Teng says the headhunter had a similar sense of humor and replied, “Don’t worry, Ted. We have plenty of people like that.” He told Teng Leading was looking for someone to lead from the business perspective, to bring the company into the future.
That intrigued Teng, who had gone to Cornell Hotel School and worked for Sheraton for 14 years in North America, Hawaii and Hong Kong. He left to join Westin when it was still an independent company, and ran its Asia-Pacific division for two years. When Westin merged with Starwood he ran Starwood’s Asia-Pacific region and then returned to the United States to run Wyndham International out of Dallas when Wyndham was still a real estate company. When Wyndham was sold to Blackstone, Teng took a few years off and was contemplating starting his own business when he got the call about Leading.
Villa D’Este on Lake Como is a gem in the crown of The Leading Hotels of the World.
From the beginning, Teng knew where he could contribute and where he would need to learn. He had a global perspective, knew plenty about chain brand strategies and sales and marketing and distribution.
“What I didn’t know very well was the luxury segment and about independent hotels and the European business,” he says.
In the end it all worked because he came in without a playbook; rather he took time to study the company and ask a lot of questions.
“What I got was the benefit of very generous hotel members and staff who shared with me the things that they were proud of, things that made them happy and also things that they were puzzled about; that they didn’t understand and concerned them. I got very good feedback very early on and that very rich feedback allowed me to develop the five-year business plan pretty quickly.”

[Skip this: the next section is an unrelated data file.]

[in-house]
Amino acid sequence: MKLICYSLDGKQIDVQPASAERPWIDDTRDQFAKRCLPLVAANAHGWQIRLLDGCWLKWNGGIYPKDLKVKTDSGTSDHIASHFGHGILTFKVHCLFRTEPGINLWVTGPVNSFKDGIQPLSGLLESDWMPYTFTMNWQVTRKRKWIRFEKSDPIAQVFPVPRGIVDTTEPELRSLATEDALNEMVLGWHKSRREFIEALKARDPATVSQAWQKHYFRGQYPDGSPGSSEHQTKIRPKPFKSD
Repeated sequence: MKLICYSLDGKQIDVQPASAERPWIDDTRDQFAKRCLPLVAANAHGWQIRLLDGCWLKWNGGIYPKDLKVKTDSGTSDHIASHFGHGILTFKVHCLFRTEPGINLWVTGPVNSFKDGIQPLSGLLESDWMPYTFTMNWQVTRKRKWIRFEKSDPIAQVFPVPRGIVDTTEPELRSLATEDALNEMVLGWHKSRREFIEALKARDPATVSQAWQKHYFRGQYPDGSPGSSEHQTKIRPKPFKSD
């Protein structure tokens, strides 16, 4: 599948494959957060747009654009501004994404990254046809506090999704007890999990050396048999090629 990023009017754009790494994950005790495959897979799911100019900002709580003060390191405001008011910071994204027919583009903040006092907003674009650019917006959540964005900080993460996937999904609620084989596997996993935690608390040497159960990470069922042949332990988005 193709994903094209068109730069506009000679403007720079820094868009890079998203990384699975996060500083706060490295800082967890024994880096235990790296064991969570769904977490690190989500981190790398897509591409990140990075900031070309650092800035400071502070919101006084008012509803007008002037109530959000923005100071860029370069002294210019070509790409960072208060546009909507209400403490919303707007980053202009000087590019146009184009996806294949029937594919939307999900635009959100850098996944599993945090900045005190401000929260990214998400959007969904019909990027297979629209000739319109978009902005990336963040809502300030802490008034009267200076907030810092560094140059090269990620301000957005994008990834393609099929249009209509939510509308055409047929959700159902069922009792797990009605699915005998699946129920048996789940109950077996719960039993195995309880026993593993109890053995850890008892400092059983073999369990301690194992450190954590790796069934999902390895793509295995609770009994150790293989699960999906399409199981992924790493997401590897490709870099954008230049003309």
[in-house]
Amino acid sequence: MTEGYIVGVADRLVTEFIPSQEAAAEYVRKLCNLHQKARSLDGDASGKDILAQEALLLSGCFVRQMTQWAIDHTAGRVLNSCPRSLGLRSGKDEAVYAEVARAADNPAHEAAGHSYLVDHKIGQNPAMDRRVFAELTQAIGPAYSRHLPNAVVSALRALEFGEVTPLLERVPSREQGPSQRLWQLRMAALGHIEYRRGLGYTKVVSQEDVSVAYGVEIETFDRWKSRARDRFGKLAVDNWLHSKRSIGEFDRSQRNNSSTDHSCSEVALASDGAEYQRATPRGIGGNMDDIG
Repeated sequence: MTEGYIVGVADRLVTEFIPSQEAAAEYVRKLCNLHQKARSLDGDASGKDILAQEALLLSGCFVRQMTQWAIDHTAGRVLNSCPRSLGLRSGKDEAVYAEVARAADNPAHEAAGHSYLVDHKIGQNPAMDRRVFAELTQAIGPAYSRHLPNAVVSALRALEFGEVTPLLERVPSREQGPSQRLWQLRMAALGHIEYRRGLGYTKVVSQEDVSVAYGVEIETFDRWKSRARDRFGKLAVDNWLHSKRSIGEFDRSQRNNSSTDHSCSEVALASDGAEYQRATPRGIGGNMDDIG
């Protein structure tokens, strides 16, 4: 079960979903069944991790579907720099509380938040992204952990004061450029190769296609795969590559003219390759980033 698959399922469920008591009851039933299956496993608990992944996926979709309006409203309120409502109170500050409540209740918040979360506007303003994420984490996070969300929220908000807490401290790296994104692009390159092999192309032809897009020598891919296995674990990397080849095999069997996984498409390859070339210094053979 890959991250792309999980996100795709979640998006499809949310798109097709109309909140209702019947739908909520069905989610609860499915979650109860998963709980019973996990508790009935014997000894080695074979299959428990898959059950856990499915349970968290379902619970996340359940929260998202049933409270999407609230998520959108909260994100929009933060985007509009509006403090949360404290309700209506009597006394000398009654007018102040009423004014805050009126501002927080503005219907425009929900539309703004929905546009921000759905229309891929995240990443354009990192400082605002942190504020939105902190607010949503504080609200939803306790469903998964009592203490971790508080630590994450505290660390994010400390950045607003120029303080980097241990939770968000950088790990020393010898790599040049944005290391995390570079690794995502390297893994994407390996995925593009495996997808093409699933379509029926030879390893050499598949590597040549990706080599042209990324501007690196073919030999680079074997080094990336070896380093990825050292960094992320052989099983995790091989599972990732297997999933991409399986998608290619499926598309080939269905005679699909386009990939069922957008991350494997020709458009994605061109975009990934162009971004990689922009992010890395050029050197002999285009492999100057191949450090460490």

The timing was interesting. Teng joined Leading on September 1, 2008, and two weeks later, Lehman Brothers went bankrupt and the U.S. economy began sinking fast.
Ever the optimist, Teng decided, “Well, there’s nowhere but up now.”
Coming up on 10 years later, Teng says Leading has been a remarkable experience. “The hotels are amazing,” he says. “When you’re sitting on the veranda of the Villa d’Este, looking at Lake Como and thinking about the Romans who used to vacation there…we have many, many places [like that].”
And while the facilities are incredibly enjoyable, Teng says the experience that’s been the most enriching is spending time with Leading’s hoteliers.
“There’s no question in my mind that these are true artists,” he tells Luxury Travel Advisor. “They’re creators. They’re inventors and passionate, committed to the business and totally focused on delivering the customer experience. They’re different.”
As someone who has spent a lot of time with chain brands, Teng is the first to say they’re very efficient, and deliver on their set standards, but at the end of the day, there is nothing like the independent hoteliers in the Leading portfolio.
“They are beautiful human beings. They are hundreds of different personalities. Sometimes it is like herding cats, but it’s okay. That’s what makes them great at what they do. They’re noncompliant. They’re not about being the same. They want to be different. That’s the beauty of it.
“Our job is not to rein them in and control them,” says Teng. “Our job is to let them loose, but build a framework around them to support them.”
Bottom line? “[The experience of being with The Leading Hotels of the World] has been way beyond what I thought was possible,” says Teng.